There is information available on the number of redundancies for the UK but not on the number of firms that have made workers redundant. Also, there is no internationally comparable information on redundancies.
In the three months to December 2009, 168,000 people had become redundant in the three months before the Labour Force Survey interviews. The level was down 36,000 from the previous quarter and compares to a peak level of 302,000 in the three months to April 2009.
Unemployment rates can provide some information on job losses but refer to individuals rather than firms. Unemployment rates are an aggregate measure of the proportion of individuals who are out of work but actively seeking employment. As such they refer to individuals within a country and do not therefore provide a measure of the extent to which firms in a country have made redundancies.
Unemployment rates are also a proxy measure of net job losses as individuals can enter unemployment from economic inactivity, such as retirement, rather than just from employment. However a rise in the unemployment rate over a relatively short period gives an impression of the number of job losses net of recruitment in that period.
A comparison of OECD harmonised unemployment rates is shown in Table 1. Data refer to the United Kingdom rather than Britain.
Table 1—OECD harmonised ILO unemployment rates (seasonally adjusted quarterly data)
2009Q4 (unless stated) % Change on Quarter (% pt. change) Change on Year (% pt. change) Change on past two years (% pt. change) Canada (Jan) 8.4 -0.1 1.9 2.5 Denmark 7.1 0.9 3.4 3.7 France 10.0 0.4 1.7 2.1 Germany 7.5 -0.1 0.4 -0.5 Italy 8.3 0.5 1.3 2.0 Japan 5.2 -0.2 1.1 1.3 Netherlands 4.0 0.3 1.3 1.1 Spain 18.9 0.2 4.9 10.3 UK (Oct/Q3) 7.8 0.1 2.0 2.5 US (Jan) 10.0 0.3 3.1 5.2 EU 9.4 0.2 1.9 2.5 G7 8.5 0.2 2.0 3.0 OECD 8.8 0.2 2.1 3.1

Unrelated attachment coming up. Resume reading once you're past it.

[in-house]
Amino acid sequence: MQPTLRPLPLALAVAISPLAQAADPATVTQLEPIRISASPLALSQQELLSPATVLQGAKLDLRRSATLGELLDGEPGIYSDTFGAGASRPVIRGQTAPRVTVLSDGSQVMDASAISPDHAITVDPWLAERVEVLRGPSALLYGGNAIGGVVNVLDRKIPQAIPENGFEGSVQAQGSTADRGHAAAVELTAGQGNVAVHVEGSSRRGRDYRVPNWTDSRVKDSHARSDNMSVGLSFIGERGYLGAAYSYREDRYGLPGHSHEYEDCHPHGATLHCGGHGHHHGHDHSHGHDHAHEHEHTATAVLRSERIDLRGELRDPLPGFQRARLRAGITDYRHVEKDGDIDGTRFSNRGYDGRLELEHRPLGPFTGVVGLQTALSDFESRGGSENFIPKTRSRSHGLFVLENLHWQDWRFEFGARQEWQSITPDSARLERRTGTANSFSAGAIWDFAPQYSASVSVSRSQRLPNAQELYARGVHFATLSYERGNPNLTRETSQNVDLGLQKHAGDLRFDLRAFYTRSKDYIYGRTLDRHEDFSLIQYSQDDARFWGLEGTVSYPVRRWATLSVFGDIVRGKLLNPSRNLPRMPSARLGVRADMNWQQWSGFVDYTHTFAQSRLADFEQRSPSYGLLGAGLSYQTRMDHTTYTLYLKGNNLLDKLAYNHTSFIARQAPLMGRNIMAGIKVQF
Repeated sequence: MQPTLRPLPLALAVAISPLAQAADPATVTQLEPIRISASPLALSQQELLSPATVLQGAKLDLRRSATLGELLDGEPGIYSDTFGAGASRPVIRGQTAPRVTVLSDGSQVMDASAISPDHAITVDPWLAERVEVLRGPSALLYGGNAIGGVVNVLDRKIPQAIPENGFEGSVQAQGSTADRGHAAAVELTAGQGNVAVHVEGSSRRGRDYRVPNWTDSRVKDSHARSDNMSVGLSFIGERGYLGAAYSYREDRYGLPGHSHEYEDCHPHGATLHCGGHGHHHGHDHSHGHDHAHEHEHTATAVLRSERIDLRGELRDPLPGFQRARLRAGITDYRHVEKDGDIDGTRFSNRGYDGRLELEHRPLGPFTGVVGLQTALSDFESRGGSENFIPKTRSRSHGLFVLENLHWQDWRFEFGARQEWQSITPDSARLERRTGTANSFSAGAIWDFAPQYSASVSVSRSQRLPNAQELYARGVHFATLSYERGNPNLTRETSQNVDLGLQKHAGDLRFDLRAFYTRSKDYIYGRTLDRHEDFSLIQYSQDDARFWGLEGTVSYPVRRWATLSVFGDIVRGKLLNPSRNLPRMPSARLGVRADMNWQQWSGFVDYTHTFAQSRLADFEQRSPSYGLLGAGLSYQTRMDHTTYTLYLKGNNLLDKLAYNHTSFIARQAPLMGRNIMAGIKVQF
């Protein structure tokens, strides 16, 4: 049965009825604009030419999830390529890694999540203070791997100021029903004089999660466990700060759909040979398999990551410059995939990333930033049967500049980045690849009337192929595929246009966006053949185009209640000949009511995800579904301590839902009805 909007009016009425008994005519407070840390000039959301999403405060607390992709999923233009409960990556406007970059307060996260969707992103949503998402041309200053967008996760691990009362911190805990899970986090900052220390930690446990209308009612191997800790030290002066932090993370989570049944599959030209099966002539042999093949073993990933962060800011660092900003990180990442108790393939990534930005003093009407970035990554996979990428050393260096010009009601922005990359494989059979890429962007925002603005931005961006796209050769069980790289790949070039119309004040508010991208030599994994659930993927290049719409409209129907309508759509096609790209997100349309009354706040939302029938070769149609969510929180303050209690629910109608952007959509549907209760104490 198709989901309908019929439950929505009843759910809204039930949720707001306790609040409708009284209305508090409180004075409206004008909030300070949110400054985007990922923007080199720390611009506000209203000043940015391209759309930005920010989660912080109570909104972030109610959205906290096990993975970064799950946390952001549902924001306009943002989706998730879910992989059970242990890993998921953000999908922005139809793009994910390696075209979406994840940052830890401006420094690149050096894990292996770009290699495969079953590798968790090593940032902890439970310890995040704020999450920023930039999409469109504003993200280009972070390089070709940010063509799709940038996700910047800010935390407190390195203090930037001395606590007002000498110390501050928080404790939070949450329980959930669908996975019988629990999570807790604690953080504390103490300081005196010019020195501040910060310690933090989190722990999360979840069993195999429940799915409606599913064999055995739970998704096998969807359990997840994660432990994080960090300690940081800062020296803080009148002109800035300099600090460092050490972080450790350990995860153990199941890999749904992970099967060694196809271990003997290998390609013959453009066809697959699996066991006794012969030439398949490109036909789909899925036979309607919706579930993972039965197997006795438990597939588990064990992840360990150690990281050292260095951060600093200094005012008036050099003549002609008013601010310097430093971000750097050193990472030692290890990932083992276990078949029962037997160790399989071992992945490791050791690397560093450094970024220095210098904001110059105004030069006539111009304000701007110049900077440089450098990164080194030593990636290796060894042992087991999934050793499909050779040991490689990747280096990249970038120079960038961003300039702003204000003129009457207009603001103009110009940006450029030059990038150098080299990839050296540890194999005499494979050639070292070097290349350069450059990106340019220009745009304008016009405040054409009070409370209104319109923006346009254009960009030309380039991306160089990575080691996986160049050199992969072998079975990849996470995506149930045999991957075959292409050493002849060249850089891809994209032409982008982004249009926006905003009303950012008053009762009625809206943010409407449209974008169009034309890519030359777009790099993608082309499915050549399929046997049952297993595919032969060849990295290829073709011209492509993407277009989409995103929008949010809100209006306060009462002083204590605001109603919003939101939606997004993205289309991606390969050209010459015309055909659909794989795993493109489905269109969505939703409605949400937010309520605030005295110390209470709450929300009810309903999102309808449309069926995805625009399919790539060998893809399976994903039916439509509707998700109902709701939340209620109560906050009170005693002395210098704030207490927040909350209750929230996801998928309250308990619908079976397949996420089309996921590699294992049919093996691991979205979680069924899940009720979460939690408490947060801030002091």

2009Q4 (unless stated) %
Change on Quarter (% pt. change)
Change on Year (% pt. change)
Change on past two years (% pt. change)
Table 1 suggests that the UK has experienced a rise in its unemployment rate over the past quarter of similar but of a slightly lower magnitude than many other developed nations. Similarly the change in the unemployment rate over the past year is in line with the OECD and EU averages. Over the past two years the UK has had a rise in its unemployment rate lower than that for OECD countries on average and of the same magnitude as the EU average.
The reasons for differences in the changes in unemployment rates during the global recession between countries are likely to be numerous. These include but are not limited to: the national unemployment rate before recession; the change in gross domestic product; the efficacy of the welfare system; wage and price flexibility; the industrial composition of the economy; and the size of fiscal stimulus including targeted labour market policies. A combination of these and other factors has contributed to the changes in unemployment rates in Table 1. However the relative contribution of each is uncertain.